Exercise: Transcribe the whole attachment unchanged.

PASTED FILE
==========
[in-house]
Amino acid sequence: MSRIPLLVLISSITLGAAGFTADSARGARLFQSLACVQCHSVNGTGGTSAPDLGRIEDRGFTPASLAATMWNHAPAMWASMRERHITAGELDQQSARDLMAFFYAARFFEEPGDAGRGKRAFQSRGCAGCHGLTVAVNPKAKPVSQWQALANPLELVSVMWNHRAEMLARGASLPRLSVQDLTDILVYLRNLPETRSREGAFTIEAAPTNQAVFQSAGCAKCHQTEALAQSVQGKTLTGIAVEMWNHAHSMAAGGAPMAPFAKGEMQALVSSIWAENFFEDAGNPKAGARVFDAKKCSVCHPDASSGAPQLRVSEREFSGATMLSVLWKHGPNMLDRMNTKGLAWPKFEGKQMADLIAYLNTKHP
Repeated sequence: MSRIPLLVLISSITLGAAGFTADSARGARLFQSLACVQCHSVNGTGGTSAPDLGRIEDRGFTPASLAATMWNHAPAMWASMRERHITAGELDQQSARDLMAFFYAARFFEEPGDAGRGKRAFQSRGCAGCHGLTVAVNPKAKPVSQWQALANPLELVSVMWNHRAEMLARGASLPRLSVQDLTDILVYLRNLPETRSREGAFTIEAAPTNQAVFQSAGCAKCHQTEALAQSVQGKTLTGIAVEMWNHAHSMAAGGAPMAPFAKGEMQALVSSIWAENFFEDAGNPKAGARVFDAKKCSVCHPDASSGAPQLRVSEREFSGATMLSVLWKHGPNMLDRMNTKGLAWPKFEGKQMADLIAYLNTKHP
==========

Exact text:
[in-house]
Amino acid sequence: MSRIPLLVLISSITLGAAGFTADSARGARLFQSLACVQCHSVNGTGGTSAPDLGRIEDRGFTPASLAATMWNHAPAMWASMRERHITAGELDQQSARDLMAFFYAARFFEEPGDAGRGKRAFQSRGCAGCHGLTVAVNPKAKPVSQWQALANPLELVSVMWNHRAEMLARGASLPRLSVQDLTDILVYLRNLPETRSREGAFTIEAAPTNQAVFQSAGCAKCHQTEALAQSVQGKTLTGIAVEMWNHAHSMAAGGAPMAPFAKGEMQALVSSIWAENFFEDAGNPKAGARVFDAKKCSVCHPDASSGAPQLRVSEREFSGATMLSVLWKHGPNMLDRMNTKGLAWPKFEGKQMADLIAYLNTKHP
Repeated sequence: MSRIPLLVLISSITLGAAGFTADSARGARLFQSLACVQCHSVNGTGGTSAPDLGRIEDRGFTPASLAATMWNHAPAMWASMRERHITAGELDQQSARDLMAFFYAARFFEEPGDAGRGKRAFQSRGCAGCHGLTVAVNPKAKPVSQWQALANPLELVSVMWNHRAEMLARGASLPRLSVQDLTDILVYLRNLPETRSREGAFTIEAAPTNQAVFQSAGCAKCHQTEALAQSVQGKTLTGIAVEMWNHAHSMAAGGAPMAPFAKGEMQALVSSIWAENFFEDAGNPKAGARVFDAKKCSVCHPDASSGAPQLRVSEREFSGATMLSVLWKHGPNMLDRMNTKGLAWPKFEGKQMADLIAYLNTKHP